(in laterite); 6 emitters (literal sandy soil) 
Pit size for emitters – 25cm3

Irrigate to a depth of 20
mm once in 4 days

Biological Method:

    • In addition to the above, apply 50 kg cattle manure or green manure and 1 kg of lime / palm / year.
    • Growing green manure crops like sunn hemp, sesbania, cowpea and calapagonium in the coconut basin and their incorporation in situ is beneficial as the practice reduces the intensity of the root (wilt) and increases the nut yield. The ideal green manure crops for the sandy and alluvial soils are cowpea and sesbania, respectively.
    • Apply manures in 10 cm deep circular basins at a radius of 2 m from the bole of the palm.

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Symptoms of Damage: Leaf rot disease commonly occurs on coconut palms already affected by root wilt disease especially in 8 southern districts of Kerala, namely Thiruvananthpurma, Kollam, Alappuzha, Pathanamthitta, Kottayam, Ernakulam, Idukki and Thrissur, besides Theni – Dindigul districts (Cumbum valley) of Tamil Nadu.

The first symptom is the appearance of water-soaked brown lesions in the spear leaves of root-wilt affected palms. Gradually these spots enlarge and coalesce resulting in extensive rotting. As the leaf unfurls the rotten portions of the lamina dry and get blown off in wind, giving a 'fan' shape to the leaves. Some times, the symptom becomes very acute and the spear fails to unfurl.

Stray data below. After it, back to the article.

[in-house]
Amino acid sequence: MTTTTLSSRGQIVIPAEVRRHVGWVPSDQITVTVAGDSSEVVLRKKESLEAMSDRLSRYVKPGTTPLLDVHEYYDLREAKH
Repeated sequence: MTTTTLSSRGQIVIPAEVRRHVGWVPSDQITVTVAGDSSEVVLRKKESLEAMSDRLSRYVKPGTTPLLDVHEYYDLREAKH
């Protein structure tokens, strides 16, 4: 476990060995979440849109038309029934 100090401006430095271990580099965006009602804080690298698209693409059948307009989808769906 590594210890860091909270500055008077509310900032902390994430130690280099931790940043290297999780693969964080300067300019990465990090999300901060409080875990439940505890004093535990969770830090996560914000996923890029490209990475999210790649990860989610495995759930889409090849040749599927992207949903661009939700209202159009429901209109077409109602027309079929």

Brown colour spots - enlarge resulting in rotting

Fan like apperance of leaves

Physical Method: Remove the rotten portions from the spear and the two adjacent leaves.
Chemical Method:
Pour fungicide solution of Hexaconazol (Contaf 5E) - 2ml - 3g in 300ml water per palm to the base of spindle leaf. 2-3 rounds of spraying are sufficient in case of mild infection.
Treat the top two leaf axils with insecticide preparation. This can be prepared by mixing phorate 10 G / sevidol / carbaryl 20 g with 200 g sand or powered neem cake 250g mix with equal quantity of sand around the base of the spindle.
Spray crowns and leaves with 1% Bordeaux mixture or 0.5% copper oxychloride formulations in January, April-May and September. While spraying, care has to be taken to spray the spindle leaf. 
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5. LEAF BLIGHT OR GREY LEAF SPOT: Pestalosia palmivora
Symptoms of Damage
Minute yellow spots encircled by grayish bands appear on the surface of mature leaves of the outer whorl. 
Later they become grayish white. These spots coalesce into irregular necrotic patches. 
Complete drying and shriveling of the leaf blade are common when the infection is severe.



Yellow spots on leaves encircled by greyish on leaflets, later become grayish white

Physical Method: Removal of the older 2-3 disease affected leaves.
Chemical Method:Spraying the foliage with 0.25% Copper oxychloride will check the spread of the disease. Remove severely affected older leaves and burn. Spray the trees with 1% Bordeaux mixture or propiconazole 0.3%.
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6. STEM BLEEDING DISEASE: Thielaviopsis paradoxa